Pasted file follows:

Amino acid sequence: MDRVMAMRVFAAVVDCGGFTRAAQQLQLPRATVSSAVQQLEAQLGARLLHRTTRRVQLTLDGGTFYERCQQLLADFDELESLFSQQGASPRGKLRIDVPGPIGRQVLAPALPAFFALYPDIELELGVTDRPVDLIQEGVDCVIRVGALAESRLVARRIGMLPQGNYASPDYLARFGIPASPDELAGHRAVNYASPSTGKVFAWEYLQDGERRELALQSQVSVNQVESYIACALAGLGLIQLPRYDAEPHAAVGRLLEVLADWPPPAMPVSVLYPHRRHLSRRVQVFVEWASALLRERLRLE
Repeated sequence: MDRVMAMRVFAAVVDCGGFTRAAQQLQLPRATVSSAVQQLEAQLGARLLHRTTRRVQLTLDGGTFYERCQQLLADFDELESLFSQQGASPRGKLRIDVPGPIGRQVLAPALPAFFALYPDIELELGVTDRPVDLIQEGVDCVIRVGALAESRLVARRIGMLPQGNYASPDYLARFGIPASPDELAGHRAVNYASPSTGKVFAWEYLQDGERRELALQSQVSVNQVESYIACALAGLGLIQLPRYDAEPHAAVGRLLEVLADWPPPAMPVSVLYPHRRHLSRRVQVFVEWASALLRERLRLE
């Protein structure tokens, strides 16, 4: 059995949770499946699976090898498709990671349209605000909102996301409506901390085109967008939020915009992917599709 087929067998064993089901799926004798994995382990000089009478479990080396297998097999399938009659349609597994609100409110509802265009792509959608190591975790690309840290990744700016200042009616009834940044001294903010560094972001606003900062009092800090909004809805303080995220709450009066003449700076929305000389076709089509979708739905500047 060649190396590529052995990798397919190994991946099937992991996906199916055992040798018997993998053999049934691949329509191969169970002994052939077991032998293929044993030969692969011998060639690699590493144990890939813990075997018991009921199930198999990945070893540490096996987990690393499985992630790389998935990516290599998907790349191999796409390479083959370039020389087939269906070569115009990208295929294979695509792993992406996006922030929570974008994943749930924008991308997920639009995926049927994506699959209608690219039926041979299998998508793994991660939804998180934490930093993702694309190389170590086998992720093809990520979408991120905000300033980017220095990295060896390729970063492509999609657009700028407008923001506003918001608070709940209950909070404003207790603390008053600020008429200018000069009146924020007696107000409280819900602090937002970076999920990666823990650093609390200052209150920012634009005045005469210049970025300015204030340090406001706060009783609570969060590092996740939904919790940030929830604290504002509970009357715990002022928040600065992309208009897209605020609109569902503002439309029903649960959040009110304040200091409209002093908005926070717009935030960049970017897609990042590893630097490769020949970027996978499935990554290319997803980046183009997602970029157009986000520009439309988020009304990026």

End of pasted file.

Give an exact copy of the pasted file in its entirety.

Amino acid sequence: MDRVMAMRVFAAVVDCGGFTRAAQQLQLPRATVSSAVQQLEAQLGARLLHRTTRRVQLTLDGGTFYERCQQLLADFDELESLFSQQGASPRGKLRIDVPGPIGRQVLAPALPAFFALYPDIELELGVTDRPVDLIQEGVDCVIRVGALAESRLVARRIGMLPQGNYASPDYLARFGIPASPDELAGHRAVNYASPSTGKVFAWEYLQDGERRELALQSQVSVNQVESYIACALAGLGLIQLPRYDAEPHAAVGRLLEVLADWPPPAMPVSVLYPHRRHLSRRVQVFVEWASALLRERLRLE
Repeated sequence: MDRVMAMRVFAAVVDCGGFTRAAQQLQLPRATVSSAVQQLEAQLGARLLHRTTRRVQLTLDGGTFYERCQQLLADFDELESLFSQQGASPRGKLRIDVPGPIGRQVLAPALPAFFALYPDIELELGVTDRPVDLIQEGVDCVIRVGALAESRLVARRIGMLPQGNYASPDYLARFGIPASPDELAGHRAVNYASPSTGKVFAWEYLQDGERRELALQSQVSVNQVESYIACALAGLGLIQLPRYDAEPHAAVGRLLEVLADWPPPAMPVSVLYPHRRHLSRRVQVFVEWASALLRERLRLE
């Protein structure tokens, strides 16, 4: 059995949770499946699976090898498709990671349209605000909102996301409506901390085109967008939020915009992917599709 087929067998064993089901799926004798994995382990000089009478479990080396297998097999399938009659349609597994609100409110509802265009792509959608190591975790690309840290990744700016200042009616009834940044001294903010560094972001606003900062009092800090909004809805303080995220709450009066003449700076929305000389076709089509979708739905500047 060649190396590529052995990798397919190994991946099937992991996906199916055992040798018997993998053999049934691949329509191969169970002994052939077991032998293929044993030969692969011998060639690699590493144990890939813990075997018991009921199930198999990945070893540490096996987990690393499985992630790389998935990516290599998907790349191999796409390479083959370039020389087939269906070569115009990208295929294979695509792993992406996006922030929570974008994943749930924008991308997920639009995926049927994506699959209608690219039926041979299998998508793994991660939804998180934490930093993702694309190389170590086998992720093809990520979408991120905000300033980017220095990295060896390729970063492509999609657009700028407008923001506003918001608070709940209950909070404003207790603390008053600020008429200018000069009146924020007696107000409280819900602090937002970076999920990666823990650093609390200052209150920012634009005045005469210049970025300015204030340090406001706060009783609570969060590092996740939904919790940030929830604290504002509970009357715990002022928040600065992309208009897209605020609109569902503002439309029903649960959040009110304040200091409209002093908005926070717009935030960049970017897609990042590893630097490769020949970027996978499935990554290319997803980046183009997602970029157009986000520009439309988020009304990026």